Best (And Worst) Places For Your Cat’s Litter Box September 18 2018, 4 Comments


When it comes to litter boxes, things might not be as black and white as they appear. If you notice your cat doesn’t especially like using the litter box or even outright avoids it, it could all come down to a single, seemingly unimportant detail: location. But like any realtor would say, it’s all about location, location, location. It applies to litter boxes, too.

Where you place a litter box in your home can drastically impact the relationship you have with your cat. It can get frustrating if your cat won’t use the litter box and eliminates around the house; and it’s not only stressful for you, but for your cat as well. 

So, where are the best and worst places to set up your cat’s litter box? We’ve compiled a list of advice from cat behaviorists to help you decide the purrfect place for your cat to do its bathroom business. Short of training your kitty to use the toilet (which you can totally do), there are many ways to make sure your cat uses their litter box. Read on for more! 

1. Too Hidden

The best places for litter boxes, according to cat behavior specialists Paula Garber and Blair de Jong, are usually in quiet, easy-to-reach corners in the home. 

Garber notes that as a rule, cat owners don’t want to see or smell litter boxes and avoid the mess of scattered litter. So they may tuck them in places that are out of the way for the pet. But this can be inconvenient for a cat, and may discourage them from using the box. To help avoid litter mess, use mats that trap litter inside. 

 “Check out where your cat spends the most time,” Blair de Jong adds. “If your cat never goes up to that weird attic room, don’t put the litter box up there.”

Instead, place the box someplace that the cat can easily get to, preferably a low-traffic area, Garber recommends. Cats usually like to hang out with their humans, so one of those favorite spots may be perfect for a litter box.

2. Privacy, Please?

While we humans prefer our privacy when we’re in the privy, cats have a different take. While to us humans, litter boxes tucked away in “private” areas of the house (like a cabinet or closet) seem ideal, for a cat it can have the opposite effect.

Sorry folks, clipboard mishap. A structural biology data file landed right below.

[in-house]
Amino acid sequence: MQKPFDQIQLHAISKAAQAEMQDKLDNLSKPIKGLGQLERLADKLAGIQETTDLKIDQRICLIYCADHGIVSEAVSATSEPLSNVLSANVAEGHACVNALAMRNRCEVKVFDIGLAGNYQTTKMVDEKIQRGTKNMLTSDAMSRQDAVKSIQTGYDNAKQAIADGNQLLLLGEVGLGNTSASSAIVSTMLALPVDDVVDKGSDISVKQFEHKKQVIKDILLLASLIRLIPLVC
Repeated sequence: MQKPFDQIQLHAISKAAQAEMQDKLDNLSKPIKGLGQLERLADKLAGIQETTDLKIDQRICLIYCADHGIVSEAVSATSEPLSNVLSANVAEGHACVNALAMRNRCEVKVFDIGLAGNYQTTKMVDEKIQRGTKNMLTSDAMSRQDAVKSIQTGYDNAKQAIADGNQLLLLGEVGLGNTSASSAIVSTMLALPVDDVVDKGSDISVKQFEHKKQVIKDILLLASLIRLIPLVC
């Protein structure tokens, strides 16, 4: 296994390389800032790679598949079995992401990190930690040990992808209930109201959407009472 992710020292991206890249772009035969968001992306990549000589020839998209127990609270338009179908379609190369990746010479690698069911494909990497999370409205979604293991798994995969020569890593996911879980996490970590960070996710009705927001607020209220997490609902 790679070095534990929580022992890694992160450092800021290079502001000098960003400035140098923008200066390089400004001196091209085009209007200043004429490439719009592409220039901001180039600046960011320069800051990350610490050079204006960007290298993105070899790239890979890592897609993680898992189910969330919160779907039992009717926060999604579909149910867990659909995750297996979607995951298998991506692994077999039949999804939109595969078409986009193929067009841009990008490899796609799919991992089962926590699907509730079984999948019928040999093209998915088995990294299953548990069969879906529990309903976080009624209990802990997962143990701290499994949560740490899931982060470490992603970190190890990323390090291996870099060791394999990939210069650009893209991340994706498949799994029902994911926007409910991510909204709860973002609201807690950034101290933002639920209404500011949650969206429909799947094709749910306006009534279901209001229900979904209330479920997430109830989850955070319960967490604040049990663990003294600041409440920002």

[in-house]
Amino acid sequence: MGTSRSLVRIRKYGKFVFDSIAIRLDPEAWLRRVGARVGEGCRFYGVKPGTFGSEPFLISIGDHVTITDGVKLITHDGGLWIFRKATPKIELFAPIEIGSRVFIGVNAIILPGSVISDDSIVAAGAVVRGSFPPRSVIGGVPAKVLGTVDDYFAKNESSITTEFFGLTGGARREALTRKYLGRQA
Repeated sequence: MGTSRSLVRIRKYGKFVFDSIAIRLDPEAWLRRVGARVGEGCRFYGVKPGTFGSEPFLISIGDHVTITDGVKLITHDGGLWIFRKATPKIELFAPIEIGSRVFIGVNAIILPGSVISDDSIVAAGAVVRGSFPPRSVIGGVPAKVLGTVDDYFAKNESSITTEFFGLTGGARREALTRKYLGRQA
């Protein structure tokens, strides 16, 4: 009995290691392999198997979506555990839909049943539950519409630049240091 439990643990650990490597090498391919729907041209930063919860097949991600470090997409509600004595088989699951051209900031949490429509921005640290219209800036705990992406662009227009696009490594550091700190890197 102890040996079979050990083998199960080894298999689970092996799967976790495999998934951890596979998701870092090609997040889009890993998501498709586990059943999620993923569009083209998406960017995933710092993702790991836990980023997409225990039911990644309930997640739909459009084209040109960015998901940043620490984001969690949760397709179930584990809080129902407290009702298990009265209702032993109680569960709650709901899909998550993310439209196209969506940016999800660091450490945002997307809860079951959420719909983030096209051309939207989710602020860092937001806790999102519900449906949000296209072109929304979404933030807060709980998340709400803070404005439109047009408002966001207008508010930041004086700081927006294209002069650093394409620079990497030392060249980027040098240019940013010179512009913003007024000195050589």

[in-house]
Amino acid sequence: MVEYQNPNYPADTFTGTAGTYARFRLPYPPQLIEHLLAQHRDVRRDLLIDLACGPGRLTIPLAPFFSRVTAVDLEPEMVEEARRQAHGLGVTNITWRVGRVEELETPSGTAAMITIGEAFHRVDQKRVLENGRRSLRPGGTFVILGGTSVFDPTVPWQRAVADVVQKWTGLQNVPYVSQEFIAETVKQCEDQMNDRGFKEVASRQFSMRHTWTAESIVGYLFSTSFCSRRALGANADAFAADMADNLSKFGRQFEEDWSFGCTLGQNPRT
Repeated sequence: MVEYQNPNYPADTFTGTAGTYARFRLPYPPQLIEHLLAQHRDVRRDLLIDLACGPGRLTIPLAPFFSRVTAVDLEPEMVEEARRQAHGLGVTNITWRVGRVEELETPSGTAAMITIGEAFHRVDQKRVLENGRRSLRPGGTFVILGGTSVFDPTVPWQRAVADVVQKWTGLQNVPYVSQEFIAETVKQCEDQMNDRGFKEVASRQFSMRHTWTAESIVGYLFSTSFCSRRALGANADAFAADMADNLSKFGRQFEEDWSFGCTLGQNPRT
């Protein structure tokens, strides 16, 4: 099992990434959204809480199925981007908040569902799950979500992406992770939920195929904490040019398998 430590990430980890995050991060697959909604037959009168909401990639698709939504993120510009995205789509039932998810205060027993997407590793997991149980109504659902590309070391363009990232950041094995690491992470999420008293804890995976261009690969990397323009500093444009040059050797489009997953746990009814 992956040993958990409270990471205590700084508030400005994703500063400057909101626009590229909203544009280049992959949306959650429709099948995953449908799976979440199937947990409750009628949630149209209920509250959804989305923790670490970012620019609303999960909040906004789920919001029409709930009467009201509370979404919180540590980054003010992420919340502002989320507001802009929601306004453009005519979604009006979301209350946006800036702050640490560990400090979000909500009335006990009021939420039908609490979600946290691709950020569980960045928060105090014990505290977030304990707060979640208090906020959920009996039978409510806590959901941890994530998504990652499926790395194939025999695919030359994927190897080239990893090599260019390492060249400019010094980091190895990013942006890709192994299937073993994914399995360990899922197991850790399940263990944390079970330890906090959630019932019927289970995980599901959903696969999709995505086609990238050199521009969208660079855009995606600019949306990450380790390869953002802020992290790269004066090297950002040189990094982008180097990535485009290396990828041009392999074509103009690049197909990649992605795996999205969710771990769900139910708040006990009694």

Even though cats have been domesticated, they still have natural wild instincts. When your cat uses the litter box, they know they are vulnerable to attack. Litter boxes placed around corners, in cabinets, behind couches, in closets, and small rooms are perfect setups for an ambush. A cat can be easily trapped in this situation, or be pounced upon by another cat or animal in the home.

Make sure the box is in a location that offers a clear and easy escape route for your cat and, even better, make sure you have several boxes in different locations so your cat has litter box options.

3. Keep It Away From Food And Water

Keep your cat’s litter box well away from its source of food and water. You wouldn’t want to eat your dinner right next to the toilet, would you? The same goes for your feline friends. Cats have a sensitive sense of smell and an instinct to keep their food and water separate from where they defecate and urinate. It is part of the reason that cats bury their feces in the first place, to keep a low profile and stay hidden from predators.

4. No Loud Machines

While the laundry room may seem like a convenient place for the litter box (out of the way, generally smells like fresh laundry) the noise from appliances like the washer and dryer may scare your cat away from using the box. And as it happens, heat radiating from a furnace or hot dryer can also amplify the smell coming from the litter box. And nobody wants that, you or the cat!

Consider Your Cat's Needs First

When it comes down to it, finding the perfect litter box location for your cat should be about the cat. It's all about finding the right balance between your cat's needs and your wants.

Cats prefer litter boxes that are placed in low-traffic, quiet areas that have expansive views. These areas should be easily accessible to the cat, placed away from their food and water, and offer a good view and an easy escape route.